Maybe he figured that, being so involved in the process of making the first two movies, the skills required to be a director would just rub off on him – you could argue that he had earned his shot at the title after being the franchise writer for two successful instalments (Bourne: Legacy suffered the same fate, although at least Bourne franchise writer Tony ‘Michael Clayton’ Gilroy was a least a slightly more accomplished director to begin with – albeit not of action movies – so it wasn’t a terrible failure, just a disappointment) but was it worth risking a successful franchise over?

    “We call ourselves the Nightstalkers.”
    “Sounds like rejects from a Saturday morning cartoon.”
    “Well, we were originally going to go with the Care Bears but that was taken.”

    Of course Goyer’s endgame wasn’t just to have Blade face off against Dracula, but actually to introduce the Nightstalkers characters with a view to making a spin-off franchise based on them. Imagine that? A franchise helmed by Ryan Reynolds and Jessica Biel, where they go around incessantly cracking jokes, posing, pouting and making MP3 lists on their iPod? Wow, it definitely sounds like it was worth sacrificing Wesley Snipes’s successful Blade franchise just for the opportunity to get that awesome idea off the ground. If you’re an idiot.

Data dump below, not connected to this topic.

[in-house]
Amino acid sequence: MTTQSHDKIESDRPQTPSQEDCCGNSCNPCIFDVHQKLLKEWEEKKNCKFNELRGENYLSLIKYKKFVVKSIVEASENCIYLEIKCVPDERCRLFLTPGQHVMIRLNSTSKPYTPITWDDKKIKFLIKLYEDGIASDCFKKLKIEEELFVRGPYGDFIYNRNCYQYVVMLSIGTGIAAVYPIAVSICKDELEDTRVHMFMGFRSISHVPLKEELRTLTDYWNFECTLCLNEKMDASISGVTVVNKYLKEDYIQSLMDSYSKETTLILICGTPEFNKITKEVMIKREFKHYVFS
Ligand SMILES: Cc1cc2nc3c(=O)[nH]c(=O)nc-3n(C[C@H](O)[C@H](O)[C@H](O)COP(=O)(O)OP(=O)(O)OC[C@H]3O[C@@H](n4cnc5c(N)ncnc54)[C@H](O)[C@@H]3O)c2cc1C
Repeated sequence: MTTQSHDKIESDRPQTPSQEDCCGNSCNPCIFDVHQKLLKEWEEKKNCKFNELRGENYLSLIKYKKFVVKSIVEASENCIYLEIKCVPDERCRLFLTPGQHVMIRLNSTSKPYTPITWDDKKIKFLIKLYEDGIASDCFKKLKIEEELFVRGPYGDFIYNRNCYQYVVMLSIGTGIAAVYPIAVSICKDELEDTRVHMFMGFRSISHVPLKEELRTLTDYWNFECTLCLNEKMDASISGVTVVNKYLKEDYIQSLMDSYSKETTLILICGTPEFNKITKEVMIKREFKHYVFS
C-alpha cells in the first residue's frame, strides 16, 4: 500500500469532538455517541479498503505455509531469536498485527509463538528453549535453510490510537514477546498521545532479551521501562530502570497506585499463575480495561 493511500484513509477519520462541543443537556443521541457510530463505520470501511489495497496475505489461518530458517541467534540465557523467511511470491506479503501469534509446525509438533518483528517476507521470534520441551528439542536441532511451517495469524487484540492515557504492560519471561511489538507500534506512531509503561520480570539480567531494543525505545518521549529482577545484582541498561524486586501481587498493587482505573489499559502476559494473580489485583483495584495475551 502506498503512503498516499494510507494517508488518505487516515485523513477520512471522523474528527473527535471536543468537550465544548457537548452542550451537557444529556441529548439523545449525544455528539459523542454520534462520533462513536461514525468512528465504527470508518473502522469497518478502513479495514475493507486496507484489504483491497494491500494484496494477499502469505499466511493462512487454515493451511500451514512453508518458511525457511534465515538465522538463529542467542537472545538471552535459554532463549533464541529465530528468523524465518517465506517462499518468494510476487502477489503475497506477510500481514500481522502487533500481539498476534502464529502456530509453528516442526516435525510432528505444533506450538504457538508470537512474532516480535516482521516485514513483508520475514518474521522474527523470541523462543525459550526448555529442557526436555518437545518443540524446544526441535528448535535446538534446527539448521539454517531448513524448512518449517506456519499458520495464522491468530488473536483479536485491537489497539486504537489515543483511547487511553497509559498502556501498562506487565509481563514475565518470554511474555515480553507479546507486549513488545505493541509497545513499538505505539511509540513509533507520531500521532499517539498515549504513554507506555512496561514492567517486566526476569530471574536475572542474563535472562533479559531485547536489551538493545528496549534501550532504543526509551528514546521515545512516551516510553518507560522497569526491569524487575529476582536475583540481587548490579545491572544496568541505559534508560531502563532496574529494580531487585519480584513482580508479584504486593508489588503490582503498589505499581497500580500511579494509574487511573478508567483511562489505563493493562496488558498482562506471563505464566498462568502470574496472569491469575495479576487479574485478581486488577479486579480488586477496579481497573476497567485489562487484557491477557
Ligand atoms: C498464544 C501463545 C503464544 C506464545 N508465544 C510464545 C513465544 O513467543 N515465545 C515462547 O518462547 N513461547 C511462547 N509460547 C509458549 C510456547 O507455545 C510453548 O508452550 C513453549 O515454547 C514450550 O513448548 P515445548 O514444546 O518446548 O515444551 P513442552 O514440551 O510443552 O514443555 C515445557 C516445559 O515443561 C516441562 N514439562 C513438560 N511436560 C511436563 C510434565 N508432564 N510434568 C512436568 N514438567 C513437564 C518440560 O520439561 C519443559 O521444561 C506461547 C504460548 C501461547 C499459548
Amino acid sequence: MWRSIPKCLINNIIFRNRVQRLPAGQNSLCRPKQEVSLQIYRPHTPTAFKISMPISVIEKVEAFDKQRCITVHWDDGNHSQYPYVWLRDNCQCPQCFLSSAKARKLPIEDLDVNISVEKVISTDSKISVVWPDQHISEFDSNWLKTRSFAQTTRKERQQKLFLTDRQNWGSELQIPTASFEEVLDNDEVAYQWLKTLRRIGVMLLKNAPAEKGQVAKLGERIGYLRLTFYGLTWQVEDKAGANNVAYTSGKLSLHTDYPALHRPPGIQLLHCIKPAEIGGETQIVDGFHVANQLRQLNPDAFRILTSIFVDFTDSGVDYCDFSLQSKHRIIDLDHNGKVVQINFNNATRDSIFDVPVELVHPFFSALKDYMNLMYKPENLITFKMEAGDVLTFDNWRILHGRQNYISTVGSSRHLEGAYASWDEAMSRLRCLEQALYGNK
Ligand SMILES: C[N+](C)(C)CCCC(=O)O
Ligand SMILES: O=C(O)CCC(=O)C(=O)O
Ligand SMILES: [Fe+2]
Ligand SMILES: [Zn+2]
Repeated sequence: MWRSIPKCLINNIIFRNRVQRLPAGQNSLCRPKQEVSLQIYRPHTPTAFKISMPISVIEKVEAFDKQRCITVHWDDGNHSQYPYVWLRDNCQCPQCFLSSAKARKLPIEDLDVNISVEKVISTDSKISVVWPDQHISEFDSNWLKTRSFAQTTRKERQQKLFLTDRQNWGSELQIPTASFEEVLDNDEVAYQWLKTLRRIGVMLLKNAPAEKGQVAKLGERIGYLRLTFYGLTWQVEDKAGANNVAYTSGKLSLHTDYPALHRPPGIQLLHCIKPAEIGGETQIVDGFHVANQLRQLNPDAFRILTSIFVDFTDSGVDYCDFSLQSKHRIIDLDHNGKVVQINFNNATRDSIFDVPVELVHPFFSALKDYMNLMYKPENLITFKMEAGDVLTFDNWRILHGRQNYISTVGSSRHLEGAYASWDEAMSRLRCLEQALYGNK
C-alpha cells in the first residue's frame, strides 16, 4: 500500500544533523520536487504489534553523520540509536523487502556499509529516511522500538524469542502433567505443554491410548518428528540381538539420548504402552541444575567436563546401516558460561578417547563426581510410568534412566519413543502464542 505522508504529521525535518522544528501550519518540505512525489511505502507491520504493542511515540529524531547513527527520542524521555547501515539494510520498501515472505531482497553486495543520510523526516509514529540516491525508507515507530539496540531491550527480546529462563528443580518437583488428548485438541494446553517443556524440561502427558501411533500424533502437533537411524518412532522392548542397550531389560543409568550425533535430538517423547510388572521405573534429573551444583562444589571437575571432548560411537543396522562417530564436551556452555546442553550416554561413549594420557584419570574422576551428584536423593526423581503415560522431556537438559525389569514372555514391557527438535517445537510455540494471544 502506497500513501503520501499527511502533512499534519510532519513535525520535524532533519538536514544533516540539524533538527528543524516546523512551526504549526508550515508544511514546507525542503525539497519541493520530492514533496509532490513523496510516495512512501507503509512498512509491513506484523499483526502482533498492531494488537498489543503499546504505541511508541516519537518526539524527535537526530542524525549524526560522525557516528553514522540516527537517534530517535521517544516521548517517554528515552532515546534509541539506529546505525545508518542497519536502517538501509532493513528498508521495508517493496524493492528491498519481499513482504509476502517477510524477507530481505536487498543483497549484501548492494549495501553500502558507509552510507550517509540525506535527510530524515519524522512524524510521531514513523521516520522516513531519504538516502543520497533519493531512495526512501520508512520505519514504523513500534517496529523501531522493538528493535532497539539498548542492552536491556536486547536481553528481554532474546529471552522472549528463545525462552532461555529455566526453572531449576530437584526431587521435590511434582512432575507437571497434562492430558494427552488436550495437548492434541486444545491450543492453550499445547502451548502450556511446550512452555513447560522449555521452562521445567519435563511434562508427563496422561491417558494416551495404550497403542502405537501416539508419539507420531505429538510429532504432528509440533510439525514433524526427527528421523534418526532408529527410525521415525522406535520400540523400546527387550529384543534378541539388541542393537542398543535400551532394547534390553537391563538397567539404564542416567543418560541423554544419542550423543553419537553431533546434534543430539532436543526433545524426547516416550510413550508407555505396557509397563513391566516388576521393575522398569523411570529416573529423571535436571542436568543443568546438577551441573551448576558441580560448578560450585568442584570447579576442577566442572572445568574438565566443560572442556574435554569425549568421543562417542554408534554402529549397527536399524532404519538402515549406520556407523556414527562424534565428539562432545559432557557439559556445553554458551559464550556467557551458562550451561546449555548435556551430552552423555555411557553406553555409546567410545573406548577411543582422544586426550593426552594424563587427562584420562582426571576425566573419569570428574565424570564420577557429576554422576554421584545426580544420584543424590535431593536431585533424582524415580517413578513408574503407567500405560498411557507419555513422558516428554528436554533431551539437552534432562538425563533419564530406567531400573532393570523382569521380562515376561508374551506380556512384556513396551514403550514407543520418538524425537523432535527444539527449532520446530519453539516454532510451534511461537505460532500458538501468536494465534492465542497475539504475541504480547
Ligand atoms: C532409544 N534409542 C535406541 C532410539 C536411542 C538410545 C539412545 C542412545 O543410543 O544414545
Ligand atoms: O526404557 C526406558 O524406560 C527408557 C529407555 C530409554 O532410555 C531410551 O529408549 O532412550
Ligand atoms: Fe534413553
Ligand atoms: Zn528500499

Trawling through the film you find yourself watching the good bits but remembering the bad. Why? Because almost every scene – no matter how good – was plagued by poor ideas, bad execution and a terrible supporting cast. Take the opening setup. Even forgiving the unnecessarily cheesy – and wholly out of place – Ryan Reynolds voiceover, the prologue sequence to establish Dracula’s retrieval is a decent scene. But why is the wrestler Triple H there?! It’s bad enough having Parker Posey leading the vampires in this chapter (I don’t think there’s a single shot where Posey looks comfortable in the role), but why have this long-haired bulldog ex-wrestler there to mess things up even further? Are we supposed to be taking this scene seriously, or laughing at his comedy hair?